The United States Anti-Doping Agency (USADA) has spent almost the entirety of the twenty-first century thus far building a case against Armstrong to prove he is, in fact, a doper. Over the past fortnight, the Armstrong investigation played out in its entirety, as USADA revealed the findings of their study. They found that Armstrong was at the center of “the most sophisticated, professionalized and successful doping program [cycling] has ever seen.” The report included testimony from twenty-six witnesses, including eleven of Armstrong’s former teammates on the U.S. Postal Service-sponsored Tour de France teams. Racers like Floyd Landis and Tyler Hamilton, esteemed athletes in their own right, have acknowledged that Lance not only encouraged the use of PEDs, but he was central to administering them to his team. Perhaps just as damning is the contention in the report that Armstrong had also entered into a “financial agreement” to bury a positive PED test from a Swiss lab. Ultimately, the report concludes, Armstrong “engaged in serial cheating through the use, administration and trafficking of performance enhancing drugs and methods and that Armstrong participated in running the US Postal Service Team as a doping conspiracy.” USADA’s findings have all but ended the “did he or didn’t he” debate, as Armstrong has officially decided not to pursue the issue any further, even though Lance continues to maintain his innocence.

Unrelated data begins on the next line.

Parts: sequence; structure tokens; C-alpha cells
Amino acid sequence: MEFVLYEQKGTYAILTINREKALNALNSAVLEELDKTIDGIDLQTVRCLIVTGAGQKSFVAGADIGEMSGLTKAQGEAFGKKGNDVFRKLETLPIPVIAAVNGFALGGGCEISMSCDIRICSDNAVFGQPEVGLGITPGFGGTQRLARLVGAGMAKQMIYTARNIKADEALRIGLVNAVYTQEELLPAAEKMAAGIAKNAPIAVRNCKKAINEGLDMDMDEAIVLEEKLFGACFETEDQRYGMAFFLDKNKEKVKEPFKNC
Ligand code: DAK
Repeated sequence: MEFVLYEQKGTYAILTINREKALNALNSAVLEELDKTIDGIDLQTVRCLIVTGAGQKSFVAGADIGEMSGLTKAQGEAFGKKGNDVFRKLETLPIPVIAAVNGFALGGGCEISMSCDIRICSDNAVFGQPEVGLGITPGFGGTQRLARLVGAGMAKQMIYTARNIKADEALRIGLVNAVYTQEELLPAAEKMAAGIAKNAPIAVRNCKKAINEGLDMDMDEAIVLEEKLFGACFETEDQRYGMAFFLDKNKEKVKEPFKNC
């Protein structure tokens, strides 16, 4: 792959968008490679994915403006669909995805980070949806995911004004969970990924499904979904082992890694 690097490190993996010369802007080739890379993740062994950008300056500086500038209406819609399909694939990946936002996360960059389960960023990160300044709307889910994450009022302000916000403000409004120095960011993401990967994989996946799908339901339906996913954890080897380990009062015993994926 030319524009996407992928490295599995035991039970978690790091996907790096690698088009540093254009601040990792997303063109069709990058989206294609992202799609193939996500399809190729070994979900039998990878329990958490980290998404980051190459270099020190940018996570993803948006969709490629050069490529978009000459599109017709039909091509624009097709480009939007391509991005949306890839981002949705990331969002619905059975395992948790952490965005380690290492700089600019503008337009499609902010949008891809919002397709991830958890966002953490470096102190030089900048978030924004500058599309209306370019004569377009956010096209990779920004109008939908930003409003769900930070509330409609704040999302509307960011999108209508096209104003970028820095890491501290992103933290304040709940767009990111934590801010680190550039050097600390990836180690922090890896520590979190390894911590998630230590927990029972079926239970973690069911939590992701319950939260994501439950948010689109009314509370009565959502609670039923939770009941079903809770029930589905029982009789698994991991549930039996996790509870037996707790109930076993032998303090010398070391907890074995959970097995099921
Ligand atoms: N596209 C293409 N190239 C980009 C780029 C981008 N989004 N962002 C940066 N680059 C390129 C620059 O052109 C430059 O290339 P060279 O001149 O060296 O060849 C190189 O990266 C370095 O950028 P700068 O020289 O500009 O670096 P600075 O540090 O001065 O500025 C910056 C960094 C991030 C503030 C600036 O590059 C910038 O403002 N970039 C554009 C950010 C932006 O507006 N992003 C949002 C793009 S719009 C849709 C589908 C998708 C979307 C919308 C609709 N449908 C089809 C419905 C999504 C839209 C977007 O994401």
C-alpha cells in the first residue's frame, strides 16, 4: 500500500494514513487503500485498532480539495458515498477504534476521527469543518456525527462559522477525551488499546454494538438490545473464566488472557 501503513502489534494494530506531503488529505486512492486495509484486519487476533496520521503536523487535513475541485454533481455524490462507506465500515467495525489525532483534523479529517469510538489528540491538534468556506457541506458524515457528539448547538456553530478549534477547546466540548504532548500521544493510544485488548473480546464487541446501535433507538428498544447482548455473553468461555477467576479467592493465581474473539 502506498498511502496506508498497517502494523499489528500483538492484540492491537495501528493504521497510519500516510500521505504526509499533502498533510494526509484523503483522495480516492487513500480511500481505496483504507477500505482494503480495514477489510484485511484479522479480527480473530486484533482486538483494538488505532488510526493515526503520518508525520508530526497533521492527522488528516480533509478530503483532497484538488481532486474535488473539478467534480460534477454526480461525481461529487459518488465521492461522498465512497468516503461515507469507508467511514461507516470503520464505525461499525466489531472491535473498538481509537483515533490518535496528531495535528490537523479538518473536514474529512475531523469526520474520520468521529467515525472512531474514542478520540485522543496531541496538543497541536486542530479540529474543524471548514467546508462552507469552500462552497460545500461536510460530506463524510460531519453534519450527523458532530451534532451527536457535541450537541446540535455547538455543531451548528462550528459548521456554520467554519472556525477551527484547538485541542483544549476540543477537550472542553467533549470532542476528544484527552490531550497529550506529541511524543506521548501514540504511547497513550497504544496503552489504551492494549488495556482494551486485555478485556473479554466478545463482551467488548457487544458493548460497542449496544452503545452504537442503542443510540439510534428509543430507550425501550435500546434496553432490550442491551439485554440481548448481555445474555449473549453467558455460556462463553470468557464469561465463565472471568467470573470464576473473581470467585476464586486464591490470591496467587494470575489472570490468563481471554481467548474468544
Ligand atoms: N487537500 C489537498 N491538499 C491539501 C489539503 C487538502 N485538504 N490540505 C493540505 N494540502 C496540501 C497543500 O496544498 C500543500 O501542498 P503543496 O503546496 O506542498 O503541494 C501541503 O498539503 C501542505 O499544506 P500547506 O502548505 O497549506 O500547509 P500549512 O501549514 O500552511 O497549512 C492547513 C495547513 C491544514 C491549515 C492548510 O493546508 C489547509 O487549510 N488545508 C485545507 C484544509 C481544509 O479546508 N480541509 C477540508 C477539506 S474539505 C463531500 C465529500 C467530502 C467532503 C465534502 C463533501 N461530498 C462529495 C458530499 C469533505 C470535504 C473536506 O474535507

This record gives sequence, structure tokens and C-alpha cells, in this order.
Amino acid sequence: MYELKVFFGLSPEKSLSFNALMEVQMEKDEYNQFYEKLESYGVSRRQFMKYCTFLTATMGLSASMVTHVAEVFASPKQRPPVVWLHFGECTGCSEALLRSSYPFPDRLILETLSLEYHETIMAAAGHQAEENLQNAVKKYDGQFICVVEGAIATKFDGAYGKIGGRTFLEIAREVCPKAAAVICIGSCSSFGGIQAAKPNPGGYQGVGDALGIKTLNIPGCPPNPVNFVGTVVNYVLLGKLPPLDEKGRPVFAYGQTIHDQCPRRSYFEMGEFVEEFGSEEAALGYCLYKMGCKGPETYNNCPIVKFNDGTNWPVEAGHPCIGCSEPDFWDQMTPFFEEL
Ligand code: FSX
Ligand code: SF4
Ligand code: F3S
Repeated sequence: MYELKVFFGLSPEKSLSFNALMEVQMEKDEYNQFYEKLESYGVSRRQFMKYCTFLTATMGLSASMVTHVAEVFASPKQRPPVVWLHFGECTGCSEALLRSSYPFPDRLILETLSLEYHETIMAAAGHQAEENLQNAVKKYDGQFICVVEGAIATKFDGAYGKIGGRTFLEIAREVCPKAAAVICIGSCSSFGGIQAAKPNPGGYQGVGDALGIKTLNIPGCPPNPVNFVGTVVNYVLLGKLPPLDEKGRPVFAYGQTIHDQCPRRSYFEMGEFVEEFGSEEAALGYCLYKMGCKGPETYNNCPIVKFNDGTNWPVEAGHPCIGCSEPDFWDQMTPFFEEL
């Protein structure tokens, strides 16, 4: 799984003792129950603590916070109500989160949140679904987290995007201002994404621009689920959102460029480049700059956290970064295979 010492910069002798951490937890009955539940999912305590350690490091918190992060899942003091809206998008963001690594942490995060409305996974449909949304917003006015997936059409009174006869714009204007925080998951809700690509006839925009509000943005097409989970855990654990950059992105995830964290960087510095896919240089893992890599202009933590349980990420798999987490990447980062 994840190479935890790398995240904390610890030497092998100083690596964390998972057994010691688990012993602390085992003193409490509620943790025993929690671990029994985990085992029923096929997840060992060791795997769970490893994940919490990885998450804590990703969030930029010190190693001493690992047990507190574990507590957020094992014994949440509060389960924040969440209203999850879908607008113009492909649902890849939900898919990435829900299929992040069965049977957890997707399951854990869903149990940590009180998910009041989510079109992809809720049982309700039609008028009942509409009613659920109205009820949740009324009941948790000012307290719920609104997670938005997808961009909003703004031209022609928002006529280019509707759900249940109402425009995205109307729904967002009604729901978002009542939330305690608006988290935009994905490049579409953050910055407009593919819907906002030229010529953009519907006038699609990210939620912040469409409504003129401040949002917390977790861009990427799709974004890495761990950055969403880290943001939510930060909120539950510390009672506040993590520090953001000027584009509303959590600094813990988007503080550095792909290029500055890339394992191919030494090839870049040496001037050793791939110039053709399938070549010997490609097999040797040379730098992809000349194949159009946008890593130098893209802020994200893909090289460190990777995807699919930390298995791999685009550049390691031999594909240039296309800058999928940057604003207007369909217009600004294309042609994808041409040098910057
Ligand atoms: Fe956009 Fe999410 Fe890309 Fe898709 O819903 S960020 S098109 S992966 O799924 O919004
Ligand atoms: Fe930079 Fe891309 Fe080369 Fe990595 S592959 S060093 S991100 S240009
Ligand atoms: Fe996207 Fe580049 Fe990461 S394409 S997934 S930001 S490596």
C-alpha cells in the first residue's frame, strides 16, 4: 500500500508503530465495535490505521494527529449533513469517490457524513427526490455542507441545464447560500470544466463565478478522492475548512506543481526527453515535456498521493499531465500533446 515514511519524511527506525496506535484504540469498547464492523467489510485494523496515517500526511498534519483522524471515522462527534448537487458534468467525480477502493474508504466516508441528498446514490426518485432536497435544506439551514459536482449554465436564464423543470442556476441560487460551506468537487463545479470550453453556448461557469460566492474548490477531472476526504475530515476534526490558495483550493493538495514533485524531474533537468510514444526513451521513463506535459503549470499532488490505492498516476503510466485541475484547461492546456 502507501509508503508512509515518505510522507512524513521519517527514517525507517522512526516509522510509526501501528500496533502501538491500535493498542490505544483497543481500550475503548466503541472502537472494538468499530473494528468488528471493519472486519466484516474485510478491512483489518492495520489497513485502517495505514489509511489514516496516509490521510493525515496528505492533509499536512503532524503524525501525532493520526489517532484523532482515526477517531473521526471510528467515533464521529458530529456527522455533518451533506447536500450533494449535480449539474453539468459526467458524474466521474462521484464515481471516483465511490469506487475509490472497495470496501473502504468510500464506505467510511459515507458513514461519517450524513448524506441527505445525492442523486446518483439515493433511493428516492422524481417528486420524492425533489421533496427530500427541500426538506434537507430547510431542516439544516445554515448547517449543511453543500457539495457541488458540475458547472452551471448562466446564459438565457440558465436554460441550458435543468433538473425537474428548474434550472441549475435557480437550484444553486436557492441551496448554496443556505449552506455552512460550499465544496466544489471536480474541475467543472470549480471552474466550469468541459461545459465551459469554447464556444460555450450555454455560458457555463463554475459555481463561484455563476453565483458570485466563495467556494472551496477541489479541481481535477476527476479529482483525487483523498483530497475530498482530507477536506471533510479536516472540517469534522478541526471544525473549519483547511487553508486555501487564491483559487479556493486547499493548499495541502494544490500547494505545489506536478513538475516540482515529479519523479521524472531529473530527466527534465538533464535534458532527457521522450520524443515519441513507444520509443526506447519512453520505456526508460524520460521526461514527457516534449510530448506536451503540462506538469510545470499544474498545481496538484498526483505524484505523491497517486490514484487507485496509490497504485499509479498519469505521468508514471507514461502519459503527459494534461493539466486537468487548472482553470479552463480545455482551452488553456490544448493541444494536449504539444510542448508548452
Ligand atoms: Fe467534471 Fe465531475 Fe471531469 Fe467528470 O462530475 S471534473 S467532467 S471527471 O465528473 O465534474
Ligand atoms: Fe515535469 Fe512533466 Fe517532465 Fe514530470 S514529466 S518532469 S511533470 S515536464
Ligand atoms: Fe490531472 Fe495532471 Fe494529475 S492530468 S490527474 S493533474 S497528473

Armstrong’s lawyer Tim Herman has firmly denied USADA’s findings, mercilessly maligning any and all parties who might question the efficacy of Lance’s claims. He described the report as a “one-sided hatchet job” and a “government-funded witch hunt,” arguing that the government agency coerced Landis and Hamilton – who he calls “serial purjurers” – into testifying.